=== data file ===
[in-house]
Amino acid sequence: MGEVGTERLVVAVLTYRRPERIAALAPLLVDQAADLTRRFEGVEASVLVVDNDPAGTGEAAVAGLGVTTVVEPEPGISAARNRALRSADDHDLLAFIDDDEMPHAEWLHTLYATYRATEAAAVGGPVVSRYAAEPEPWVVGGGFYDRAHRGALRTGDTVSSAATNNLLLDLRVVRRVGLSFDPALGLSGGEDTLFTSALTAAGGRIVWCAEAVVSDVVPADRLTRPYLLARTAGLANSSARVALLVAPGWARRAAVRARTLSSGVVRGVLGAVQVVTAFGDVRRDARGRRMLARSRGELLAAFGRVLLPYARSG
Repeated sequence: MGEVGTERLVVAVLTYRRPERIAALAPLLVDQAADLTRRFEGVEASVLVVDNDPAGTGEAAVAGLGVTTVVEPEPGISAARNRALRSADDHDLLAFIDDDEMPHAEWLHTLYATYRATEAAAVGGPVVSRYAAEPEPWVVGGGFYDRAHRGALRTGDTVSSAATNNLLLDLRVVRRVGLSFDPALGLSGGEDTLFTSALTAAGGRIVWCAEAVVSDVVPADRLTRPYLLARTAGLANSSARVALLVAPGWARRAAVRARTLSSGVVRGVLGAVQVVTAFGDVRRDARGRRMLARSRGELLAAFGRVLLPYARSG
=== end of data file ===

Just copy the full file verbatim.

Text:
[in-house]
Amino acid sequence: MGEVGTERLVVAVLTYRRPERIAALAPLLVDQAADLTRRFEGVEASVLVVDNDPAGTGEAAVAGLGVTTVVEPEPGISAARNRALRSADDHDLLAFIDDDEMPHAEWLHTLYATYRATEAAAVGGPVVSRYAAEPEPWVVGGGFYDRAHRGALRTGDTVSSAATNNLLLDLRVVRRVGLSFDPALGLSGGEDTLFTSALTAAGGRIVWCAEAVVSDVVPADRLTRPYLLARTAGLANSSARVALLVAPGWARRAAVRARTLSSGVVRGVLGAVQVVTAFGDVRRDARGRRMLARSRGELLAAFGRVLLPYARSG
Repeated sequence: MGEVGTERLVVAVLTYRRPERIAALAPLLVDQAADLTRRFEGVEASVLVVDNDPAGTGEAAVAGLGVTTVVEPEPGISAARNRALRSADDHDLLAFIDDDEMPHAEWLHTLYATYRATEAAAVGGPVVSRYAAEPEPWVVGGGFYDRAHRGALRTGDTVSSAATNNLLLDLRVVRRVGLSFDPALGLSGGEDTLFTSALTAAGGRIVWCAEAVVSDVVPADRLTRPYLLARTAGLANSSARVALLVAPGWARRAAVRARTLSSGVVRGVLGAVQVVTAFGDVRRDARGRRMLARSRGELLAAFGRVLLPYARSG